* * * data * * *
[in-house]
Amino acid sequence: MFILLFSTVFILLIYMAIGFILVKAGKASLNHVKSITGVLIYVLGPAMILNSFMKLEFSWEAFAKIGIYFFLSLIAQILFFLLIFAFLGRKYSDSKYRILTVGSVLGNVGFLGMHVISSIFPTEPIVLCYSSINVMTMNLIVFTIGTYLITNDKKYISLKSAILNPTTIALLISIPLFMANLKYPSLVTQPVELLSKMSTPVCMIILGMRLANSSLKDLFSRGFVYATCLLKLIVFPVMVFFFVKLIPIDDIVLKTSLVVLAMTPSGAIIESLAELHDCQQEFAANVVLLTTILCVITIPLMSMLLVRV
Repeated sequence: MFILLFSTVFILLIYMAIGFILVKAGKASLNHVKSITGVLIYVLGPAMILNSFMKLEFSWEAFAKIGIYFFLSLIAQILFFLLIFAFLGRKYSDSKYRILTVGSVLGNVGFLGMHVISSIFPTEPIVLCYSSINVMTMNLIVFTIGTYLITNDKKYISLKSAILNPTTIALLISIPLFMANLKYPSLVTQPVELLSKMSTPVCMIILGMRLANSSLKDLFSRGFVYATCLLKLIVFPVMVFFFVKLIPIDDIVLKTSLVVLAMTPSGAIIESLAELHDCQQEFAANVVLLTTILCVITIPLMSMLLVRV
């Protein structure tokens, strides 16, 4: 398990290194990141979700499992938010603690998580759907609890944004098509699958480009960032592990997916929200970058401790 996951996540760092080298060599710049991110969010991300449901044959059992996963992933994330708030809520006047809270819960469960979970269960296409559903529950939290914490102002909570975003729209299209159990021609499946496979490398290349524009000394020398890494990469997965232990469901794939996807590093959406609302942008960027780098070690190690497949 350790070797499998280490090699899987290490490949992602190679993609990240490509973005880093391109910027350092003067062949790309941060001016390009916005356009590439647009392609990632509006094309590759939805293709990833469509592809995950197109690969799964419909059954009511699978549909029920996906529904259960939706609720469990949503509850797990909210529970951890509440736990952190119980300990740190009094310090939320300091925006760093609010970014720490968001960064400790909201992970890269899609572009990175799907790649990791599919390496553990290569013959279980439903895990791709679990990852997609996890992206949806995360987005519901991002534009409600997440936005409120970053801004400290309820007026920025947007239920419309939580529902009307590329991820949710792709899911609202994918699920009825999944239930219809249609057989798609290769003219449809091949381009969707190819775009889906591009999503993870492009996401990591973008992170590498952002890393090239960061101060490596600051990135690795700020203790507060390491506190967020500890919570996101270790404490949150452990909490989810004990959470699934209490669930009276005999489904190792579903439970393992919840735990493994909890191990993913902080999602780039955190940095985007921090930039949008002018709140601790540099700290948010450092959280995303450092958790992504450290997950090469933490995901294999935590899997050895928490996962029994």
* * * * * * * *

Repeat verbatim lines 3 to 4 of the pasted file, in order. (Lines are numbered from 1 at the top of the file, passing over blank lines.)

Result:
Repeated sequence: MFILLFSTVFILLIYMAIGFILVKAGKASLNHVKSITGVLIYVLGPAMILNSFMKLEFSWEAFAKIGIYFFLSLIAQILFFLLIFAFLGRKYSDSKYRILTVGSVLGNVGFLGMHVISSIFPTEPIVLCYSSINVMTMNLIVFTIGTYLITNDKKYISLKSAILNPTTIALLISIPLFMANLKYPSLVTQPVELLSKMSTPVCMIILGMRLANSSLKDLFSRGFVYATCLLKLIVFPVMVFFFVKLIPIDDIVLKTSLVVLAMTPSGAIIESLAELHDCQQEFAANVVLLTTILCVITIPLMSMLLVRV
């Protein structure tokens, strides 16, 4: 398990290194990141979700499992938010603690998580759907609890944004098509699958480009960032592990997916929200970058401790 996951996540760092080298060599710049991110969010991300449901044959059992996963992933994330708030809520006047809270819960469960979970269960296409559903529950939290914490102002909570975003729209299209159990021609499946496979490398290349524009000394020398890494990469997965232990469901794939996807590093959406609302942008960027780098070690190690497949 350790070797499998280490090699899987290490490949992602190679993609990240490509973005880093391109910027350092003067062949790309941060001016390009916005356009590439647009392609990632509006094309590759939805293709990833469509592809995950197109690969799964419909059954009511699978549909029920996906529904259960939706609720469990949503509850797990909210529970951890509440736990952190119980300990740190009094310090939320300091925006760093609010970014720490968001960064400790909201992970890269899609572009990175799907790649990791599919390496553990290569013959279980439903895990791709679990990852997609996890992206949806995360987005519901991002534009409600997440936005409120970053801004400290309820007026920025947007239920419309939580529902009307590329991820949710792709899911609202994918699920009825999944239930219809249609057989798609290769003219449809091949381009969707190819775009889906591009999503993870492009996401990591973008992170590498952002890393090239960061101060490596600051990135690795700020203790507060390491506190967020500890919570996101270790404490949150452990909490989810004990959470699934209490669930009276005999489904190792579903439970393992919840735990493994909890191990993913902080999602780039955190940095985007921090930039949008002018709140601790540099700290948010450092959280995303450092958790992504450290997950090469933490995901294999935590899997050895928490996962029994």